Expenses can be classed as necessities over all areas of your business, if you are unclear on anything and would like more assistance, please visit our website to find out more information.
For businesses, it is usually clear what is tax deductible and what isn’t, no matter what the size of your business is. However, when it comes to food expenses for entertaining clients in meetings, dinners and lunches, it is often confusing where the line is on what is tax deductible or not. Below we hope to clear this up for you.
Coffee Breaks, Lunches and Dinners With Clients
There is a common misconception that entertaining clients through purchasing of food are a reasonable tax deduction. This is widely misinterpreted information as it used to be tax deductible in the past and there is a portrayal on American TV shows that you can do this as it is allowed in America.
The HMRC doesn’t accept buying food as a method of client entertainment that is tax deductible no matter how important or vital the meeting is. This is because the food isn’t a requirement- the topics discussed over a lunch or coffee can easily be discussed anywhere and doesn’t necessarily have to be discussed under these circumstances.
Employee Entertainment e.g. Christmas Parties
Employee entertainment can be claimed as a tax-deductible expense of up to £150 per employee as it is labelled as a social function. This is considered part of traditional British business operation and so it is deemed reasonable by the government.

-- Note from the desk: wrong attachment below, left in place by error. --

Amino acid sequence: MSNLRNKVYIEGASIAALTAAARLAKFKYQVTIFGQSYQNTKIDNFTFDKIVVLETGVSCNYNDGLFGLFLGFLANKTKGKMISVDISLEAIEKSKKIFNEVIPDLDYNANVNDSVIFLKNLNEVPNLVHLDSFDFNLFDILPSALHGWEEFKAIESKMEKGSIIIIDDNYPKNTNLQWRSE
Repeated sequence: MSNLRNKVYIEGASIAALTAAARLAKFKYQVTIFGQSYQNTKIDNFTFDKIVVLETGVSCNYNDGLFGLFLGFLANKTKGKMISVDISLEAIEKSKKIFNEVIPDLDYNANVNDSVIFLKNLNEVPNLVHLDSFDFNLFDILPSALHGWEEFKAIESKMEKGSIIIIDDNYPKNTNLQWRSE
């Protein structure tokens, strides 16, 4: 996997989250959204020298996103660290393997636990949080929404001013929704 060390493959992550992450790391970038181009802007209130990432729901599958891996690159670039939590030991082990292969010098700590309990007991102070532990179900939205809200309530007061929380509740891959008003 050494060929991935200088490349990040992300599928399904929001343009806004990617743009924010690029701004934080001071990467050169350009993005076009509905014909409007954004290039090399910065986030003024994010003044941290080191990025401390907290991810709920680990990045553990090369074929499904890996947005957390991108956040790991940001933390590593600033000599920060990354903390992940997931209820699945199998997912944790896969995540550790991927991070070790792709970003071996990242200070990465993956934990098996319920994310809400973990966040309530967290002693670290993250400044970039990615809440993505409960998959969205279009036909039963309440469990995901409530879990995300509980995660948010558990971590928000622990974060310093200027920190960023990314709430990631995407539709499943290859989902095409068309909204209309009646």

These costs of £150 can cover all aspects of entertaining your employees. It could be used to cover the rental of space or it could completely cover all food-related costs e.g. a Christmas meal.
Meals On The Job For Employees
This reinstates the first point on whether it is reasonable or necessary. For example, paying for employee food on-site could be considered a reasonable expense as it is a requirement of living and therefore work.
If you run an already paid for lunch trolley or cafeteria where staff then pay for the food they consume then this isn’t tax deductible as you have already recovered the cost. However, if you decide to offer free meals for all colleagues then you can claim this cost back as long as it is reasonable. This means a sandwich, snack and drink as opposed to a full dinner service with wine. You should also consider whether it would look reasonable to the HMRC so trying to claim a bulk of 200 sandwiches per week with 10 employees would look quite unreasonable.
Personal or Employee Subsistence
Another time you must consider the purchase of food is when you or an employee travel.
When away from business premises, you become entitled to claim food back as part of subsistence. This is the same way you would claim for transport and accommodation. It would be unreasonable to assume the employee travelling could access and prepare their own food or cook so, therefore, aren’t expected to cover costs personally of meals that would undoubtedly cost more than if they were preparing them themselves.
To summarise, food tax deductibles are more confusing than other tax deductions. It can be hard to find what your food expense comes under dependent on what business operation you are handling. Hopefully, this blog cleared a lot of the grey areas up so you can easily decide what you can claim back as an expense and what is not classed as a necessary expense.
If you are still unclear on this matter or would like any more information do not hesitate to contact us on 01908 046 964 or visit our website www.accountantmk.co.uk.